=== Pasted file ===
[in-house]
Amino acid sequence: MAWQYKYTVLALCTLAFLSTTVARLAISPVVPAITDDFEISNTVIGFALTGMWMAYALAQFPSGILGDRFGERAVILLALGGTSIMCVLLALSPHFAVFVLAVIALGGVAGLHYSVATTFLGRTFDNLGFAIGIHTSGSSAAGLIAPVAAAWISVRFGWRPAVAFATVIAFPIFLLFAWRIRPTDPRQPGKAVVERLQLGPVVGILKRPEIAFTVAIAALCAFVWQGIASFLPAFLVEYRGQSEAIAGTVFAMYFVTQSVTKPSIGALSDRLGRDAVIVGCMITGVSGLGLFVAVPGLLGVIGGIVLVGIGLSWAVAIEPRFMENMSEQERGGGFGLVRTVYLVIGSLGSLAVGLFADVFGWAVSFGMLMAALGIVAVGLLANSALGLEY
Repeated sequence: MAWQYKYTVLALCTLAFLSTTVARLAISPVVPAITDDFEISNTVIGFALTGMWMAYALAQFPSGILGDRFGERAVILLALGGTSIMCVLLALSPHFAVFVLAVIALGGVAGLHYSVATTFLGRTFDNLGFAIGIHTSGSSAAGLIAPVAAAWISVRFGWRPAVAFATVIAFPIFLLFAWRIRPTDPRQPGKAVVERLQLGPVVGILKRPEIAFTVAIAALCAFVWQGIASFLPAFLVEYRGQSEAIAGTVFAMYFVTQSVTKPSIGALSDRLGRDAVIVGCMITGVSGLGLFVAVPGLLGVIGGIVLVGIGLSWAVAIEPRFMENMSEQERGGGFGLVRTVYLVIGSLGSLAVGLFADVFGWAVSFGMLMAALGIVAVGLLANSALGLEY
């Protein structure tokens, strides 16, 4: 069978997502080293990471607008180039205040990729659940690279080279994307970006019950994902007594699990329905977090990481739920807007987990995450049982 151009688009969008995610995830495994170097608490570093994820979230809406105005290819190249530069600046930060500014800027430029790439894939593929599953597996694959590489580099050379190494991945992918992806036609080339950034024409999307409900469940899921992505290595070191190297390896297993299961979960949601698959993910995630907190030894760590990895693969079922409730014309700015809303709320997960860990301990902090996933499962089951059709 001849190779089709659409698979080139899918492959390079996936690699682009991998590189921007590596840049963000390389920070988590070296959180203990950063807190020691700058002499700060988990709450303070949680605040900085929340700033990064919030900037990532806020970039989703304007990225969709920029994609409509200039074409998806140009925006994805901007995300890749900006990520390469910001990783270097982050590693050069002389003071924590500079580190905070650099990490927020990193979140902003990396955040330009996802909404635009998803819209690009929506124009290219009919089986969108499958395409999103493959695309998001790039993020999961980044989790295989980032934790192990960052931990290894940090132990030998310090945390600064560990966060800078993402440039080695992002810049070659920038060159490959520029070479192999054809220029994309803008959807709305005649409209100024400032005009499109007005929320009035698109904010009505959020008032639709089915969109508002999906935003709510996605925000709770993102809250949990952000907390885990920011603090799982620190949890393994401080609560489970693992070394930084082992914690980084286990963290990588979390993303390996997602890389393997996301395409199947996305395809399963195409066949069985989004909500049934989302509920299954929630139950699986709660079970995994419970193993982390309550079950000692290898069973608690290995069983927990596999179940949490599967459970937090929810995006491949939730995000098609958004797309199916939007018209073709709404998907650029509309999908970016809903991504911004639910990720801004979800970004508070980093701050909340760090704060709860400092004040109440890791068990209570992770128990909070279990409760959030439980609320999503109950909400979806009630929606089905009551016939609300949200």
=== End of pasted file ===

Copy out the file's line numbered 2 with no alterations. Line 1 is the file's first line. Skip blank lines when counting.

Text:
Amino acid sequence: MAWQYKYTVLALCTLAFLSTTVARLAISPVVPAITDDFEISNTVIGFALTGMWMAYALAQFPSGILGDRFGERAVILLALGGTSIMCVLLALSPHFAVFVLAVIALGGVAGLHYSVATTFLGRTFDNLGFAIGIHTSGSSAAGLIAPVAAAWISVRFGWRPAVAFATVIAFPIFLLFAWRIRPTDPRQPGKAVVERLQLGPVVGILKRPEIAFTVAIAALCAFVWQGIASFLPAFLVEYRGQSEAIAGTVFAMYFVTQSVTKPSIGALSDRLGRDAVIVGCMITGVSGLGLFVAVPGLLGVIGGIVLVGIGLSWAVAIEPRFMENMSEQERGGGFGLVRTVYLVIGSLGSLAVGLFADVFGWAVSFGMLMAALGIVAVGLLANSALGLEY